The best salespeople possess excellent communication skills and the ability to quickly make customers feel comfortable. “One of our salespeople is a real ‘people’ person, so that’s a great asset,” noted Lola Ledebur, co-founder of Carpetime, Grand Junction, Colo.

One thing that can’t be taught, or changed overnight, is a salesperson’s attitude and personality. “You can’t really teach personality,” said Kim Campbell, owner, Campbell’s Carpet, Port Washington, N.Y. “We deal with many designers, so you must be careful not to step on their toes and be respectful of their opinions.”

Salespeople also have to pay careful attention when sizing up a customer’s needs so they can recommend the appropriate styles and floors. “The key is teaching them to listen and really pay attention to what the customer is telling them,” said Matt Pfeiffer, owner, Northern Flooring & Interiors, Lake Orion, Mich. “If you’re listening and you get that window where you can offer a solution for the problem the customer is trying to solve, then ask for the sale.”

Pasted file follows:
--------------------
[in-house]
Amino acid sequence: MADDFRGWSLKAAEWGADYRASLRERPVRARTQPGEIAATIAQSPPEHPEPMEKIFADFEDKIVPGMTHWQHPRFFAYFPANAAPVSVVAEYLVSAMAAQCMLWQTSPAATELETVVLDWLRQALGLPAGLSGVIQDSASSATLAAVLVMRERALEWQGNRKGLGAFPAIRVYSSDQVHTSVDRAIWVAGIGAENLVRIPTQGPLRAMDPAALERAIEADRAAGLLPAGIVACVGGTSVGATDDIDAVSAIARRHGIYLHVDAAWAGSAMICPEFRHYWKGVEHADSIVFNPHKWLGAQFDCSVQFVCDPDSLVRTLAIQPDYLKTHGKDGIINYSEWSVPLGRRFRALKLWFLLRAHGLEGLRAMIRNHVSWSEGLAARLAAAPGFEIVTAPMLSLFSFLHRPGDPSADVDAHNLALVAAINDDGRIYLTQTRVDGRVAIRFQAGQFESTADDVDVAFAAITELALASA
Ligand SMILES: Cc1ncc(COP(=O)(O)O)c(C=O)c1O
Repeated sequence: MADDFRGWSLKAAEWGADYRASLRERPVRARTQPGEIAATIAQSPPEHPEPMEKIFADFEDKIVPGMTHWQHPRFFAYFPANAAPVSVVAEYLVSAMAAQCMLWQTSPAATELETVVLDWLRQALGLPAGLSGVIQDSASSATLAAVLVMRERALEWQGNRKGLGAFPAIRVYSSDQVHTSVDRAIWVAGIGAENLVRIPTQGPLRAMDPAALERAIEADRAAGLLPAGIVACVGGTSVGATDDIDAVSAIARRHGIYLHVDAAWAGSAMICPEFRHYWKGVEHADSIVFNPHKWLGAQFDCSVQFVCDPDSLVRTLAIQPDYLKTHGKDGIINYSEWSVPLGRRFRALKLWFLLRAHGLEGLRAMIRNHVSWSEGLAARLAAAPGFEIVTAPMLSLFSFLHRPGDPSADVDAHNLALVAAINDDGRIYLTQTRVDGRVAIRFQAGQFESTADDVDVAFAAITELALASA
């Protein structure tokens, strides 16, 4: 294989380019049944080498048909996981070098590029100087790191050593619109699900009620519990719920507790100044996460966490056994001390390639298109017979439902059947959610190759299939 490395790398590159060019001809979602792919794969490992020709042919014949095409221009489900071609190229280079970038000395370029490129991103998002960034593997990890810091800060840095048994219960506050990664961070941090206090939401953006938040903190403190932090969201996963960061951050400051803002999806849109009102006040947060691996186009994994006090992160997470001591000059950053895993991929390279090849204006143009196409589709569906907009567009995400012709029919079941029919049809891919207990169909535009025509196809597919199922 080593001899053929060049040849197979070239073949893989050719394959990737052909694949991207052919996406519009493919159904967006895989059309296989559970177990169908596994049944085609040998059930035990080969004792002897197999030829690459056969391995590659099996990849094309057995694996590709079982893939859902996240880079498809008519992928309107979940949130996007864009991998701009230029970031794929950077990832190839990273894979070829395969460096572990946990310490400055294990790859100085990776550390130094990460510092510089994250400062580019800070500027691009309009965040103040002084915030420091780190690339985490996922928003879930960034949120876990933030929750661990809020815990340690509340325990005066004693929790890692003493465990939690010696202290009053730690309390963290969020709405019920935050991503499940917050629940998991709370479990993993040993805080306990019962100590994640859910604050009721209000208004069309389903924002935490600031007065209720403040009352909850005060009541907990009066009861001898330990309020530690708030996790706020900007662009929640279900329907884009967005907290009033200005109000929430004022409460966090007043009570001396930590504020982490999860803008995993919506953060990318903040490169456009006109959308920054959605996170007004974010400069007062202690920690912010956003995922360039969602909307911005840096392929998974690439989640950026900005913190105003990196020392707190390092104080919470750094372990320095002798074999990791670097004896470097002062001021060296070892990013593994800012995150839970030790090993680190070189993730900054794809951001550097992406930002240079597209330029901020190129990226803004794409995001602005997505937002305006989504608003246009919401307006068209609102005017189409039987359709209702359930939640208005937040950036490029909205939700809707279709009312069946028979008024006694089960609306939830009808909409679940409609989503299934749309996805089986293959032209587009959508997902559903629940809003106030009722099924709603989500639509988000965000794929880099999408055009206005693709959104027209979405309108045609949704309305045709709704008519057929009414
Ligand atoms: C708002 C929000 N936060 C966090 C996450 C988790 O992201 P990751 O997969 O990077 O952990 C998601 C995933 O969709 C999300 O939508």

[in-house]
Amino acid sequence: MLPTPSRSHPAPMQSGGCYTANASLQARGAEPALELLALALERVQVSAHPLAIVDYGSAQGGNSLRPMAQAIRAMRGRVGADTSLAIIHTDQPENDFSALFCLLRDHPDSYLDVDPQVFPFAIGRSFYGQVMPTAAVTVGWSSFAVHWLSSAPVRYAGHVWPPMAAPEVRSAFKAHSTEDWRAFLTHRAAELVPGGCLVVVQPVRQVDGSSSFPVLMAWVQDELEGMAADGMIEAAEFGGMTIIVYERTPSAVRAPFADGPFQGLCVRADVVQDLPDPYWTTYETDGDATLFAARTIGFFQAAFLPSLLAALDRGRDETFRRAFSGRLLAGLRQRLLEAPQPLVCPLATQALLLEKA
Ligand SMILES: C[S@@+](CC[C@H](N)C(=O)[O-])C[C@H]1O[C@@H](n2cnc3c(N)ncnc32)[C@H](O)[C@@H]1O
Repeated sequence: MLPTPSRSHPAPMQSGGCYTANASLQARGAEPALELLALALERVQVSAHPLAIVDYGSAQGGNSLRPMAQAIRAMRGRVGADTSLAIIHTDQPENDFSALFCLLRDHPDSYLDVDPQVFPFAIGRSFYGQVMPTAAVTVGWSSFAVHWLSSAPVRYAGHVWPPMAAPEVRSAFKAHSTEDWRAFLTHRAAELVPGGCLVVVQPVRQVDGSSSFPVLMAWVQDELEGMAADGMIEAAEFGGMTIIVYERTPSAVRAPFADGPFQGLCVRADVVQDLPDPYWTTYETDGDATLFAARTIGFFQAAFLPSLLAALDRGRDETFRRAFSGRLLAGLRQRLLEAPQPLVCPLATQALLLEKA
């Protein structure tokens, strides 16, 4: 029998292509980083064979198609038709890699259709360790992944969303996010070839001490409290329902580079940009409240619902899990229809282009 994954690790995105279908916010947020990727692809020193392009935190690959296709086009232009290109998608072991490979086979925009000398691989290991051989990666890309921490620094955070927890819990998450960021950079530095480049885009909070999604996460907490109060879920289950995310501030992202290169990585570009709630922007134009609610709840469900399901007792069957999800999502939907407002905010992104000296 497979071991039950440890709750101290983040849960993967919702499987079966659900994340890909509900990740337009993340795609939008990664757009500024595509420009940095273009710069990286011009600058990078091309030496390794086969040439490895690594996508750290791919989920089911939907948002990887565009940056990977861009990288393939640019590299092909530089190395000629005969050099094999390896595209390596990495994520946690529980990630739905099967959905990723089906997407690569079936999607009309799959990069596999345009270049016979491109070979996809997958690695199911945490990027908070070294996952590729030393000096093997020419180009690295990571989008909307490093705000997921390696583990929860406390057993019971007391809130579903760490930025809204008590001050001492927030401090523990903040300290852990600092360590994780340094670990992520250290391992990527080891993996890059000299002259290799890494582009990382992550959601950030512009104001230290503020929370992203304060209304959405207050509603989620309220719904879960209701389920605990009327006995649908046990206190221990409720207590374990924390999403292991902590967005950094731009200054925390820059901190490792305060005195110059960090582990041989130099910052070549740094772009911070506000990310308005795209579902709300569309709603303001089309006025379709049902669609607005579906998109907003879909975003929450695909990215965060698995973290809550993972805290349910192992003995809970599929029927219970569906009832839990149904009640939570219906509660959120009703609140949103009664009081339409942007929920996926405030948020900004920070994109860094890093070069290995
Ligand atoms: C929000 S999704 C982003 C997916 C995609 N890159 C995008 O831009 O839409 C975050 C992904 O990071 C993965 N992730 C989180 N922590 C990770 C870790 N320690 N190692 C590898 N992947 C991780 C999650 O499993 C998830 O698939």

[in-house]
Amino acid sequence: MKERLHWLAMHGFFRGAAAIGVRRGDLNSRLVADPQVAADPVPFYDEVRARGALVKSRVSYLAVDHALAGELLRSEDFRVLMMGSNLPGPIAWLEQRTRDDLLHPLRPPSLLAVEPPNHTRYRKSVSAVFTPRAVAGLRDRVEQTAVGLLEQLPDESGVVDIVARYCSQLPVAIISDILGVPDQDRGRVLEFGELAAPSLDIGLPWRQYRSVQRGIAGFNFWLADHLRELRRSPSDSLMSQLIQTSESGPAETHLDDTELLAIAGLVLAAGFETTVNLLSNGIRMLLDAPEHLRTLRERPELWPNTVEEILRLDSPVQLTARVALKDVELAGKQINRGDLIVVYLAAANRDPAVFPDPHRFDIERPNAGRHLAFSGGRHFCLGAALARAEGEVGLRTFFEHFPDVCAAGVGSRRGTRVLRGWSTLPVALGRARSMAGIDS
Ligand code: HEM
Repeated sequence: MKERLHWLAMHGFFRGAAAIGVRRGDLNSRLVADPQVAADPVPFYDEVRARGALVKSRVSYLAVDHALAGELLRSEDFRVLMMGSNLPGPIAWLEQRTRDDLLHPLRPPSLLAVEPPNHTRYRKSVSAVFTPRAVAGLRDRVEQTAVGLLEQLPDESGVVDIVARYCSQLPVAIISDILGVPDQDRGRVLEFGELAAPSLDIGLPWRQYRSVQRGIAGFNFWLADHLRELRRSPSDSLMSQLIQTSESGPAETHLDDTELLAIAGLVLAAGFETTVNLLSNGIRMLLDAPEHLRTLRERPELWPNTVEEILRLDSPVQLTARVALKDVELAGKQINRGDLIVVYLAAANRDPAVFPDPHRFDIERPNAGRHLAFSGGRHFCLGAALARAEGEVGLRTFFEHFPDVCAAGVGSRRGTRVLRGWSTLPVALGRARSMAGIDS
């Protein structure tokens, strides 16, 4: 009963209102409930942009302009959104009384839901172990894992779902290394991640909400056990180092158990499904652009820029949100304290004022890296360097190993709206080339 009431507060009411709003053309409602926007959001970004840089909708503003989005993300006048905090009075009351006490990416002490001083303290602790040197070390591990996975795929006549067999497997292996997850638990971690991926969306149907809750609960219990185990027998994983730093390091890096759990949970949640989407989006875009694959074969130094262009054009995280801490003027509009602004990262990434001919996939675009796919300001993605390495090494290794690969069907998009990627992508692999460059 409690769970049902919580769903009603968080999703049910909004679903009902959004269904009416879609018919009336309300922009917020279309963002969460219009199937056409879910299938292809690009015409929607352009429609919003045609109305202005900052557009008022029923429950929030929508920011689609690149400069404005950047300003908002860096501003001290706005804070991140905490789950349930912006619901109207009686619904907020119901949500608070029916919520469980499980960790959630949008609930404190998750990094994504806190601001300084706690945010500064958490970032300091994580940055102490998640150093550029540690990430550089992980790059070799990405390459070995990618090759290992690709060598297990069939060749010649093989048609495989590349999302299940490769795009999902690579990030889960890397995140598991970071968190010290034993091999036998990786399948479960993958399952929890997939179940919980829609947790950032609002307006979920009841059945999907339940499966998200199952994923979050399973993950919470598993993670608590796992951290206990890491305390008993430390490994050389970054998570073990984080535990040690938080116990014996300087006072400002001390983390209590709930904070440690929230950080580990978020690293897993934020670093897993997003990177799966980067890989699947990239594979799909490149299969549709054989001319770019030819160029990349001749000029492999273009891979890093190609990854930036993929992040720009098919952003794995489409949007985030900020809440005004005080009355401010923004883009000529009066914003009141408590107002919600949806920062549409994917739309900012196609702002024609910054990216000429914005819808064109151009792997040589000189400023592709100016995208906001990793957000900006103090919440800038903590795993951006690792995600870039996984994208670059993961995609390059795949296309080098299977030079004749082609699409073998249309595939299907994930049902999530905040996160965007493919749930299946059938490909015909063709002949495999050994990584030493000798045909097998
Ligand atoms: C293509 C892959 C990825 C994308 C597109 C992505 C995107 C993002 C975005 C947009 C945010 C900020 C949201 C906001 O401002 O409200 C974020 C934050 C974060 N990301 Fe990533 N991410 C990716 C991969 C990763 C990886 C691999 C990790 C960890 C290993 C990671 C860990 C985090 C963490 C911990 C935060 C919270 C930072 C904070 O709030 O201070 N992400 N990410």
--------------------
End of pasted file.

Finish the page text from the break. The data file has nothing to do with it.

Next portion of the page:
Salespeople should thoroughly understand the store’s products and services and come across as knowledgeable and professional. “Given the breadth of products we carry,” Lewis Floor & Home’s Lewis said, “it is a never-ending battle to keep the salespeople informed of all the new products and changes.”

Success in sales is often measured in dollars, and retail is no exception. Salespeople are challenged every day in an increasingly competitive environment. “Most customers visit more than one store,” said Tony Greco, vice president, CAP Carpet, St. Paul, Minn. “You have to be the one that wants their business, go after it [and] follow up.”

Utilize training to improve selling skills